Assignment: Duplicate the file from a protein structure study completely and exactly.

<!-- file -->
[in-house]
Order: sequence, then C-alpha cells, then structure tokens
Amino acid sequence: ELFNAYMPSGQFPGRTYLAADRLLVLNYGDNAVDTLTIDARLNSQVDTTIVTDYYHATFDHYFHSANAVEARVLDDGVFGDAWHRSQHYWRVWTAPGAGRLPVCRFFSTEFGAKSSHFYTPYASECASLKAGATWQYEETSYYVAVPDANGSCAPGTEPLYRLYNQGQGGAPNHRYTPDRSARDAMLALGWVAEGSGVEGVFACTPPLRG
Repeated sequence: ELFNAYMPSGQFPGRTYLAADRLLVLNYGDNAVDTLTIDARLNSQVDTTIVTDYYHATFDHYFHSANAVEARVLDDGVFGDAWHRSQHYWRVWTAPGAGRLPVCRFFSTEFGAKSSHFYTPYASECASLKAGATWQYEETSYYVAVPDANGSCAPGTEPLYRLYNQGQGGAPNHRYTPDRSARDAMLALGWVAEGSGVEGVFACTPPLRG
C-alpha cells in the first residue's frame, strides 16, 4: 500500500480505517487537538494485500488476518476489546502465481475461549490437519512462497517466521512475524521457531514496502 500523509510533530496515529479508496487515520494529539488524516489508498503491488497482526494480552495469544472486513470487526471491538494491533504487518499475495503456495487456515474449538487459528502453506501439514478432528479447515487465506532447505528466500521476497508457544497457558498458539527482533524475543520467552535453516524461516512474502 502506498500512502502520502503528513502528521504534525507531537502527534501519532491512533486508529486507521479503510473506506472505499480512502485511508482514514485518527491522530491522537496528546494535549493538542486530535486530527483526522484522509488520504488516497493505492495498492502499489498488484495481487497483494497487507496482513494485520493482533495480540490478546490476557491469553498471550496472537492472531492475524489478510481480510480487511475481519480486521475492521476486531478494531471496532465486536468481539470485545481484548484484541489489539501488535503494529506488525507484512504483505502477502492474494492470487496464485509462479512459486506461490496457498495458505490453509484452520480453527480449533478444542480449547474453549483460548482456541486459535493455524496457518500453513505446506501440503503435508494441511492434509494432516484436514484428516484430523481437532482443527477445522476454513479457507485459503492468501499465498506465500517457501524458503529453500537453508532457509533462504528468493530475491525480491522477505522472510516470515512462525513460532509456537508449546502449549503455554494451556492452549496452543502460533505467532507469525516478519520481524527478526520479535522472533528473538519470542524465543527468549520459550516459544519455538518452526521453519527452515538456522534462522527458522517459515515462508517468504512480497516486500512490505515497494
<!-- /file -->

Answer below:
[in-house]
Order: sequence, then C-alpha cells, then structure tokens
Amino acid sequence: ELFNAYMPSGQFPGRTYLAADRLLVLNYGDNAVDTLTIDARLNSQVDTTIVTDYYHATFDHYFHSANAVEARVLDDGVFGDAWHRSQHYWRVWTAPGAGRLPVCRFFSTEFGAKSSHFYTPYASECASLKAGATWQYEETSYYVAVPDANGSCAPGTEPLYRLYNQGQGGAPNHRYTPDRSARDAMLALGWVAEGSGVEGVFACTPPLRG
Repeated sequence: ELFNAYMPSGQFPGRTYLAADRLLVLNYGDNAVDTLTIDARLNSQVDTTIVTDYYHATFDHYFHSANAVEARVLDDGVFGDAWHRSQHYWRVWTAPGAGRLPVCRFFSTEFGAKSSHFYTPYASECASLKAGATWQYEETSYYVAVPDANGSCAPGTEPLYRLYNQGQGGAPNHRYTPDRSARDAMLALGWVAEGSGVEGVFACTPPLRG
C-alpha cells in the first residue's frame, strides 16, 4: 500500500480505517487537538494485500488476518476489546502465481475461549490437519512462497517466521512475524521457531514496502 500523509510533530496515529479508496487515520494529539488524516489508498503491488497482526494480552495469544472486513470487526471491538494491533504487518499475495503456495487456515474449538487459528502453506501439514478432528479447515487465506532447505528466500521476497508457544497457558498458539527482533524475543520467552535453516524461516512474502 502506498500512502502520502503528513502528521504534525507531537502527534501519532491512533486508529486507521479503510473506506472505499480512502485511508482514514485518527491522530491522537496528546494535549493538542486530535486530527483526522484522509488520504488516497493505492495498492502499489498488484495481487497483494497487507496482513494485520493482533495480540490478546490476557491469553498471550496472537492472531492475524489478510481480510480487511475481519480486521475492521476486531478494531471496532465486536468481539470485545481484548484484541489489539501488535503494529506488525507484512504483505502477502492474494492470487496464485509462479512459486506461490496457498495458505490453509484452520480453527480449533478444542480449547474453549483460548482456541486459535493455524496457518500453513505446506501440503503435508494441511492434509494432516484436514484428516484430523481437532482443527477445522476454513479457507485459503492468501499465498506465500517457501524458503529453500537453508532457509533462504528468493530475491525480491522477505522472510516470515512462525513460532509456537508449546502449549503455554494451556492452549496452543502460533505467532507469525516478519520481524527478526520479535522472533528473538519470542524465543527468549520459550516459544519455538518452526521453519527452515538456522534462522527458522517459515515462508517468504512480497516486500512490505515497494